Kimbrough, 36, has been selected to begin training this summer as a mission specialist in NASA's 2004 astronaut candidate class. It's a new job that won't take him far from home. He already works for NASA in Houston, as an engineer helping to train astronauts how to land the Space Shuttle.
"My family is ecstatic about my selection," he says. "It is especially nice to be in one place for a while."
Kimbrough has moved around a lot, first as the son of a soldier and now as a U.S. Army officer. He graduated high school at The Lovett School in Atlanta and is a graduate of the U.S. Military Academy at West Point, where he majored in mechanical engineering and was captain of the baseball team. He earned a Master's degree from the Georgia Institute of Technology.
As an Army pilot, Kimbrough trained to fly both airplanes and helicopters and was assigned to fly Apache helicopters. He served in the first Gulf War, Desert Storm in 1991, as a platoon leader in an Apache company. "It was one of the most interesting experiences of my life," he says. "It truly opened my eyes to how fortunate we are as a country."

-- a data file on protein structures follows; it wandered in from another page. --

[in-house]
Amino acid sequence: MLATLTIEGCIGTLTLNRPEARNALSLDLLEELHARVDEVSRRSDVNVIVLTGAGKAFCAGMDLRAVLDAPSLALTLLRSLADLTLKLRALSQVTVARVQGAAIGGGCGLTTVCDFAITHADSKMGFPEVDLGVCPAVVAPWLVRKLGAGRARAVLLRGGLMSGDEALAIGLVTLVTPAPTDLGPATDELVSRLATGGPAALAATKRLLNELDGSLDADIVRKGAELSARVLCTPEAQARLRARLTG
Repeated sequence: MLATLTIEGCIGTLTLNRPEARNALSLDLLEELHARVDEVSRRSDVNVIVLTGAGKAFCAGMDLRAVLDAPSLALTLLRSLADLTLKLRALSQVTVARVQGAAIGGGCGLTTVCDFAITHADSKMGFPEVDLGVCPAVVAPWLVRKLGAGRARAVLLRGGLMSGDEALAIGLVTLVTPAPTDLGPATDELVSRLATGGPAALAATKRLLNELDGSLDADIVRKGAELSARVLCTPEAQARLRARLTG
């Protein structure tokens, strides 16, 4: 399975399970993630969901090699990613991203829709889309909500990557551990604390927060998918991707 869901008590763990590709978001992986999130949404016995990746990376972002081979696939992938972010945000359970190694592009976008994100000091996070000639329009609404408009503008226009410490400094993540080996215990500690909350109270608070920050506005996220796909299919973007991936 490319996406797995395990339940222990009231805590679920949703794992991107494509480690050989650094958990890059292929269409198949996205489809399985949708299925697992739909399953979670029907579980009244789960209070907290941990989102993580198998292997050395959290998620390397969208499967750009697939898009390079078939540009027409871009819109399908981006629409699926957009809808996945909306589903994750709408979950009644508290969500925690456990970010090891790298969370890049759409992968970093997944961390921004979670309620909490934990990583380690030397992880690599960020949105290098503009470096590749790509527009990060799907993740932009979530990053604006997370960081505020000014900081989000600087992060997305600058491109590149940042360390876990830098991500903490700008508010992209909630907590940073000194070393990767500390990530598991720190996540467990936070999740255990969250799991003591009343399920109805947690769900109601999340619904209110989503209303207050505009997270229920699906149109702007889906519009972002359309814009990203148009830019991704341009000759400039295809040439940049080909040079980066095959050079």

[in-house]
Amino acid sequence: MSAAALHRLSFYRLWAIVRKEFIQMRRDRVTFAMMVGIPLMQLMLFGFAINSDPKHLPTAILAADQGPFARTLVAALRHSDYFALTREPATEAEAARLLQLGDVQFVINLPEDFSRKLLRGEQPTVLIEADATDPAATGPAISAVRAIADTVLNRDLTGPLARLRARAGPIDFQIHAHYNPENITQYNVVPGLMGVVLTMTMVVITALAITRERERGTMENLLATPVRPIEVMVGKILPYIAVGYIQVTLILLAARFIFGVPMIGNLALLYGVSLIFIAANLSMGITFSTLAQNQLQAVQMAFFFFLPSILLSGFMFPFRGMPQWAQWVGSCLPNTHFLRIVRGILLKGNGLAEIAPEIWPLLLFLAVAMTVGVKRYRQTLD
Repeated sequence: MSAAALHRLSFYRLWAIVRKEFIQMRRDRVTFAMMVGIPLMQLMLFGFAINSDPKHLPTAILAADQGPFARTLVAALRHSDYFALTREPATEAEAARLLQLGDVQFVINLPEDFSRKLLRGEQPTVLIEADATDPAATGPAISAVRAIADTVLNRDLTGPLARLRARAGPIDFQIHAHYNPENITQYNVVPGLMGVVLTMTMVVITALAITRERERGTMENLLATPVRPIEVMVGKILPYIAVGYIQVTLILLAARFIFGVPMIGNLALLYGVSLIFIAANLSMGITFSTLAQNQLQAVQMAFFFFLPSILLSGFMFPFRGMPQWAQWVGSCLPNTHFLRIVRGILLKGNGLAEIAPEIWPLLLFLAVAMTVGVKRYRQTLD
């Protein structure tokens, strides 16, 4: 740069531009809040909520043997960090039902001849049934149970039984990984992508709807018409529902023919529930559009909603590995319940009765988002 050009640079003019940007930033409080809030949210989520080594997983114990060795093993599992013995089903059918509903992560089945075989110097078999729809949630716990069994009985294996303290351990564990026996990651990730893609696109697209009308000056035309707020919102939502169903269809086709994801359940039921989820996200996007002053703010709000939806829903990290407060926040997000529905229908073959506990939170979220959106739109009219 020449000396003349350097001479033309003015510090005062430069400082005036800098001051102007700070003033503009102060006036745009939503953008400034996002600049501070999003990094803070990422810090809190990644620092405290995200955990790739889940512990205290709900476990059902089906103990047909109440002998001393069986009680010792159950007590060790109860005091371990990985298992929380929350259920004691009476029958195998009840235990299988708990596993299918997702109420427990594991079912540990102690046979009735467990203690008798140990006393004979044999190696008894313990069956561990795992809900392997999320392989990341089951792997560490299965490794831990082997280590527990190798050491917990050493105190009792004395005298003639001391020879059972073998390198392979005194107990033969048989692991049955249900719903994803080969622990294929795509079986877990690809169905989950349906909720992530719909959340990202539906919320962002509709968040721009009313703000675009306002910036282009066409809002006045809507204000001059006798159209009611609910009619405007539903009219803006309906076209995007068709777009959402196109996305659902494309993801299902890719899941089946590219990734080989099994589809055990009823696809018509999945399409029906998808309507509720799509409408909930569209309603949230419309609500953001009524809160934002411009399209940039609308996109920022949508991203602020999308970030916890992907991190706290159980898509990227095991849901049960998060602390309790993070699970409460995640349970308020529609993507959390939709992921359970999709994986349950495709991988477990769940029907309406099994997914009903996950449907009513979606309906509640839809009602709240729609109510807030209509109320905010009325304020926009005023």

In his Army career, he also taught math at West Point, including courses such as calculus and statistics. "What an incredibly rewarding experience to interact with the cadets who are now Army officers, defending our country overseas."
Kimbrough, now an Army major, is now married and a father of three. He says his hero is his 90-year-old grandfather.
Kimbrough is setting his sights on the new Vision for Space Exploration. "Once I finish my first year of astronaut training," he says, "I hope to be assigned to several technical jobs so I can improve myself, professionally. But then I'd be thrilled to take on any space mission -- even to the moon or Mars.
"I have been fascinated by space travel since I was a kid," he says. "I want to explore the unknown."
The group was selected to provide pilot and mission specialists for post-ISS spaceflights to the moon and beyond. Qualifications: Pilots: Bachelor's degree in engineering, biological science, physical science or mathematics. Advanced degree desirable. At least 1,000 flight-hours of pilot-in-command time. Flight test experience desirable. Excellent health. Vision minimum 20/50 uncorrected, correctable to 20/20 vision; maximum sitting blood pressure 140/90. Height between 163 and 193 cm.